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Can you record private conversations with your ex-partner?

By July 4, 2016No Comments

By Sharla Stevens

In the ACT it is illegal to use a listening device to record private conversations with another party, even if you are also involved in that conversation (Section 4 of the Listening Devices Act 1992). This means that technically you are not able to record any conversations with your ex-partner for family law matters.

If you are wanting to provide a copy of a recording of a conversation to the family court as evidence in your proceedings if, for example, the other party made threats of violence there are 2 exceptions to this rule.

Firstly, under section 4(3) of the Listening Devices Act 1992 you are able to record a private conversation if you are involved in that conversation and the recording of that conversation is considered, on reasonable grounds, to be necessary for the protection of that person’s lawful interests.

Secondly, under section 138 of the Evidence Act 1995 a court may still admit into evidence something that was illegally obtained if the desirability of admitting it outweighs the undesirability of admitting evidence that has been illegally obtained.

Both of these exceptions was explored in a recent case of Janssen & Janssen [2016] FamCA 345. In this case the mother recorded a conversation with the father, her ex-partner, where the father had made threats of violence towards the mother. The Judge was satisfied that this fit within the exception in the Surveillance Devices Act 2007 (which is the NSW version of our Listening Devices Act 1992 in the ACT) and that the mother recorded the conversation to protect her lawful interests not to be intimidated or harassed and that her action of recording the conversation was reasonable as it was unlikely that the father would have made such threats in public or in the court proceedings.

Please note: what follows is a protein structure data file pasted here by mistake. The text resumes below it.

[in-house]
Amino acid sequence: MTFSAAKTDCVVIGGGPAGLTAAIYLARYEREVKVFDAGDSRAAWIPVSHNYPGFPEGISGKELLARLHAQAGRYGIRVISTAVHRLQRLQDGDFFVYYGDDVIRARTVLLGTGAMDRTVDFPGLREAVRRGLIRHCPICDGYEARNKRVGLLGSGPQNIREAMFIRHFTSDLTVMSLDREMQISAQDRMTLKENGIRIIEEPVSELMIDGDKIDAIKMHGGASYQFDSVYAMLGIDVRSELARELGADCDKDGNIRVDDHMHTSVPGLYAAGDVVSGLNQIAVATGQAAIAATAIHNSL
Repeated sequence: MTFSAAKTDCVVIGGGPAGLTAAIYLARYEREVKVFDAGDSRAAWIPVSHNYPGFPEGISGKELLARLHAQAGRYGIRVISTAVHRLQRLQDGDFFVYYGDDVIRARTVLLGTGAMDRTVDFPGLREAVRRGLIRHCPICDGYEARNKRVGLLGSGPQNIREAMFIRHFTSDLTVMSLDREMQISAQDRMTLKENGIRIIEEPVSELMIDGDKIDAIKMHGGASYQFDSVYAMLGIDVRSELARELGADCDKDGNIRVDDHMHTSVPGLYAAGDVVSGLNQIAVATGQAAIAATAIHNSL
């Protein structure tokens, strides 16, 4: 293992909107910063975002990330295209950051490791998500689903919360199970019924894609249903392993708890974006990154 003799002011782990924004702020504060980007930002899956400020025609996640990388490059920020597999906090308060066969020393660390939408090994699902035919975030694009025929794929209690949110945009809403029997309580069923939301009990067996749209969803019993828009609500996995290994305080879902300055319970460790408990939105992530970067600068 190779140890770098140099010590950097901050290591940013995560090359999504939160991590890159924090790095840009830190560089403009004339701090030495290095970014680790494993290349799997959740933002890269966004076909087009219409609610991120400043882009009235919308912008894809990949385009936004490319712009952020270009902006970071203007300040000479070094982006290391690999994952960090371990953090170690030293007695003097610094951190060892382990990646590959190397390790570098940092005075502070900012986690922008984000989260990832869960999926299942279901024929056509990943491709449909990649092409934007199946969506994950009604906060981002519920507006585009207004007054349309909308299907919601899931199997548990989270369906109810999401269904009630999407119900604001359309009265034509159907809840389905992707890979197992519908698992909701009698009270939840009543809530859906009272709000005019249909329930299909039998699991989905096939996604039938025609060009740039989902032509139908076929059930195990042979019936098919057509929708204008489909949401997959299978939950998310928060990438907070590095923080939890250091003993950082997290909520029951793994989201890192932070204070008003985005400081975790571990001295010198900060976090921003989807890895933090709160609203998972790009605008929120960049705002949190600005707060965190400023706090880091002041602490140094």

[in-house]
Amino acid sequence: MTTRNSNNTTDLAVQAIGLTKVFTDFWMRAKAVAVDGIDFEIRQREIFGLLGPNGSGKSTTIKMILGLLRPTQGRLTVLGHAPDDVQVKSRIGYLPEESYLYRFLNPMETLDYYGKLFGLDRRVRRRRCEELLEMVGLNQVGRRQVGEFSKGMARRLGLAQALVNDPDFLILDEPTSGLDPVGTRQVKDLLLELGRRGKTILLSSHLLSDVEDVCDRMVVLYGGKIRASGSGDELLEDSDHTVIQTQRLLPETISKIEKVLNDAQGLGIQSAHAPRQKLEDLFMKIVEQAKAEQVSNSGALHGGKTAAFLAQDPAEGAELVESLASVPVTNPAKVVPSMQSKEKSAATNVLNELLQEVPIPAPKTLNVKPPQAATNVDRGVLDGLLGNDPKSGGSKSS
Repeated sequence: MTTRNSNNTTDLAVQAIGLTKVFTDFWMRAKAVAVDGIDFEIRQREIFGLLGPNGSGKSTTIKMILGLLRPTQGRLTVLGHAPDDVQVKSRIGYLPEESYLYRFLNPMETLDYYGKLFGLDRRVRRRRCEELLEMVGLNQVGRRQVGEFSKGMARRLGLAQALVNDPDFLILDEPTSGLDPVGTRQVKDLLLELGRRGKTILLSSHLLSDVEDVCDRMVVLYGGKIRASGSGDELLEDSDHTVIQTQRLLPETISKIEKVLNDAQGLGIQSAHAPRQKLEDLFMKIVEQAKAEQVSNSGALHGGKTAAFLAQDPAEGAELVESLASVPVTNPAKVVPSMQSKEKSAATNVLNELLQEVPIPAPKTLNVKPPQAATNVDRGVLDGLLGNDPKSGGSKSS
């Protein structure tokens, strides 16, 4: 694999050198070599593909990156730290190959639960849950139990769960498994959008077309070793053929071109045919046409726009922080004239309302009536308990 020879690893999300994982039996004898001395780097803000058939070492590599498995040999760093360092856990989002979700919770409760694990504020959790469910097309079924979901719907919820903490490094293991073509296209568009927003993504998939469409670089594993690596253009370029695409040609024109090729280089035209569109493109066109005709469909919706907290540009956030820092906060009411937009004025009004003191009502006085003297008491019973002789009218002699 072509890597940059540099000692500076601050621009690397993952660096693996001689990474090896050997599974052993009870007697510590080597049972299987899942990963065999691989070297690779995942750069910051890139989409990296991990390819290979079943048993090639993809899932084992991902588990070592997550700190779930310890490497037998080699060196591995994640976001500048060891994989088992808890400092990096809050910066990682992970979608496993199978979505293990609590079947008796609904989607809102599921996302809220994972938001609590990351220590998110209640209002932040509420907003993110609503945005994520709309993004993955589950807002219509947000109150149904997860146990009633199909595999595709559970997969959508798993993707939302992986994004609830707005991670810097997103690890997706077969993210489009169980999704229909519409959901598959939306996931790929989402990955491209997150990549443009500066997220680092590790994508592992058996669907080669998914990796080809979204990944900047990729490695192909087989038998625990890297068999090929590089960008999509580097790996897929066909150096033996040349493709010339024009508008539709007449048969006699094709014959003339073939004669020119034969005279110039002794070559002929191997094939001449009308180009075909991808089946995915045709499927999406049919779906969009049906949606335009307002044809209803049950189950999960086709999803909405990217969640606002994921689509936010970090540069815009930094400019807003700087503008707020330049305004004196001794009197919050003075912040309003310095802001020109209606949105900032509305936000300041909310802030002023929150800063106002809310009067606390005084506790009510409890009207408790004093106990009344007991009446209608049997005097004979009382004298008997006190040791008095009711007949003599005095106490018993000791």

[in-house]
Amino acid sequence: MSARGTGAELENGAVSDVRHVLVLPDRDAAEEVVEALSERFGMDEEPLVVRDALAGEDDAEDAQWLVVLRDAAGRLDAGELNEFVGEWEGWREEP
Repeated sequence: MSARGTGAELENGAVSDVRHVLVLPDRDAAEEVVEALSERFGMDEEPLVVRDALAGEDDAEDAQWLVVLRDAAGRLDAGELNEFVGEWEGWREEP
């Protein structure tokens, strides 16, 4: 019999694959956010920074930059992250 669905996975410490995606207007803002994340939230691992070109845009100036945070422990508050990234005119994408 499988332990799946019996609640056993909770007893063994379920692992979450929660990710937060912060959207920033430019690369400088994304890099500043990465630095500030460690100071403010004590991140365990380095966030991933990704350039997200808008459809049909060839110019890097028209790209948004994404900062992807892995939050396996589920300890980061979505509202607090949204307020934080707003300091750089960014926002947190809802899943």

The Judge also commented that even if it didn’t fall under the exception in the Surveillance Devices Act she would still have admitted the recordings into evidence under the Evidence Act 1995 as it was desirable to admit the recordings as it was evidence of alleged family violence, for which no other evidene was available.

Therefore, although it is technically illegal to record a conversation with another person there may be exceptions to that rule to allow you to admit any recordings into evidence.

If you need legal assistance in relation to a family law matter please contact Alliance Legal Services on 02 6223 2400 to make an appointment to speak with one of our solicitors.


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